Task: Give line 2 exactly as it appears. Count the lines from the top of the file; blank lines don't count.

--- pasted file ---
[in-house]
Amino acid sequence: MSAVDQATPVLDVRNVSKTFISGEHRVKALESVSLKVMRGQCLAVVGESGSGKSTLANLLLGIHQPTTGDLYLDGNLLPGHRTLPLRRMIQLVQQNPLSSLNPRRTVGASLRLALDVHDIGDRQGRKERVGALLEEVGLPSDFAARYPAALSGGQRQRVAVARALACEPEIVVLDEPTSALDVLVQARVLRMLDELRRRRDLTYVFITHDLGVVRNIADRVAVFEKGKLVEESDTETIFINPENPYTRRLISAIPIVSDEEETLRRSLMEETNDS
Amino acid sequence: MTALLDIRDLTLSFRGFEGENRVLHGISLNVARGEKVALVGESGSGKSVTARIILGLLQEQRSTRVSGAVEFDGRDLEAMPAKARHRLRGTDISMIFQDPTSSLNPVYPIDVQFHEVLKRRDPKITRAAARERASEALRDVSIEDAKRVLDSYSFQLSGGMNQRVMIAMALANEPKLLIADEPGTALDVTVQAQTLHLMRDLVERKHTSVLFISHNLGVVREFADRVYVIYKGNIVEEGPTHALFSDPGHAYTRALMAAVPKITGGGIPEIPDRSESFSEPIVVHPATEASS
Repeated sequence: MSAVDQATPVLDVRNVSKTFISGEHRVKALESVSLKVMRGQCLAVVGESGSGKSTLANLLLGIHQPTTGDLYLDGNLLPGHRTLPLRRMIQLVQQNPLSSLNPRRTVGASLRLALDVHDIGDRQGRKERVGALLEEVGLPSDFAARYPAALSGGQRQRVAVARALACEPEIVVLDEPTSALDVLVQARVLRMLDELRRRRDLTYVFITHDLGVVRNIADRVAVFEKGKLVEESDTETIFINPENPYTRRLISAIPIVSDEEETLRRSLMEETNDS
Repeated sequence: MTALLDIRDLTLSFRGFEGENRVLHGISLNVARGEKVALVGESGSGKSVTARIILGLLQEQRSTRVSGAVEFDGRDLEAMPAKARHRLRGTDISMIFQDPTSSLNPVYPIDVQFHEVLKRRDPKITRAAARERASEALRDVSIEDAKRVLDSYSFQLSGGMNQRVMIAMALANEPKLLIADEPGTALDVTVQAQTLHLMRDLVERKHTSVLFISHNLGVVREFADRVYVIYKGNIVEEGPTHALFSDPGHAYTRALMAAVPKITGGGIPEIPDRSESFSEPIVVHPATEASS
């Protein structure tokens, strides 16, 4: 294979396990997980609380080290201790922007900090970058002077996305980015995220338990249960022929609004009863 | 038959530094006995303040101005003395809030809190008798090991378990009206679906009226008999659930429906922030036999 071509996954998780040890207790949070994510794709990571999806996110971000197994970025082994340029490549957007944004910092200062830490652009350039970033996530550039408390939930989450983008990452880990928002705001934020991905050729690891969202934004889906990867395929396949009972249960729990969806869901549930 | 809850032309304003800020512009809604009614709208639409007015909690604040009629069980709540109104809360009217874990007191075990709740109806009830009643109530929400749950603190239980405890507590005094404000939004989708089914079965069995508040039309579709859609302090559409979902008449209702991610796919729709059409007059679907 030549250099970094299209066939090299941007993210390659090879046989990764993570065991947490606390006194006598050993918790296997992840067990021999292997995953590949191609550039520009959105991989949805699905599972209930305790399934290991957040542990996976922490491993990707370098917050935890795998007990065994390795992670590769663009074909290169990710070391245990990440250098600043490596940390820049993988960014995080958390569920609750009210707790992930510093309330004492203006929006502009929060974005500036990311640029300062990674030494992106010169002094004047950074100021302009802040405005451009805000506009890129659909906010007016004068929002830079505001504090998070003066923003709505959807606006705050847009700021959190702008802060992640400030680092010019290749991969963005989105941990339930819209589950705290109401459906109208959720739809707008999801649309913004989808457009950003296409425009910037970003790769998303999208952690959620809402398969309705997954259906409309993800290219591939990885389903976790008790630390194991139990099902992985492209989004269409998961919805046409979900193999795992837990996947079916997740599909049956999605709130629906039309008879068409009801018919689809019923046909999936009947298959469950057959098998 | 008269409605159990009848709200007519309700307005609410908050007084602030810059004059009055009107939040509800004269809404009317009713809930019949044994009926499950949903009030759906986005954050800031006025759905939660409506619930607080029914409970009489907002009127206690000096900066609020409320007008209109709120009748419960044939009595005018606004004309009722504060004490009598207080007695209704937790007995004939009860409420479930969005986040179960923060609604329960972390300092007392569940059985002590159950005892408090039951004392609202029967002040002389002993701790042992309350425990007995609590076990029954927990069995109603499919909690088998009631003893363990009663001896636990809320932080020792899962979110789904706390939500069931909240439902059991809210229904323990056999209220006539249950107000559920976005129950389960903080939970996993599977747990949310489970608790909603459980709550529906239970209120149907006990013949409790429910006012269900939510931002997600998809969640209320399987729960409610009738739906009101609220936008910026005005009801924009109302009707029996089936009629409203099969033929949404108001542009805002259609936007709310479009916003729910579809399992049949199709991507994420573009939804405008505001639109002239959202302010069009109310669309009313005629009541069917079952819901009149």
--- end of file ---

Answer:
Amino acid sequence: MSAVDQATPVLDVRNVSKTFISGEHRVKALESVSLKVMRGQCLAVVGESGSGKSTLANLLLGIHQPTTGDLYLDGNLLPGHRTLPLRRMIQLVQQNPLSSLNPRRTVGASLRLALDVHDIGDRQGRKERVGALLEEVGLPSDFAARYPAALSGGQRQRVAVARALACEPEIVVLDEPTSALDVLVQARVLRMLDELRRRRDLTYVFITHDLGVVRNIADRVAVFEKGKLVEESDTETIFINPENPYTRRLISAIPIVSDEEETLRRSLMEETNDS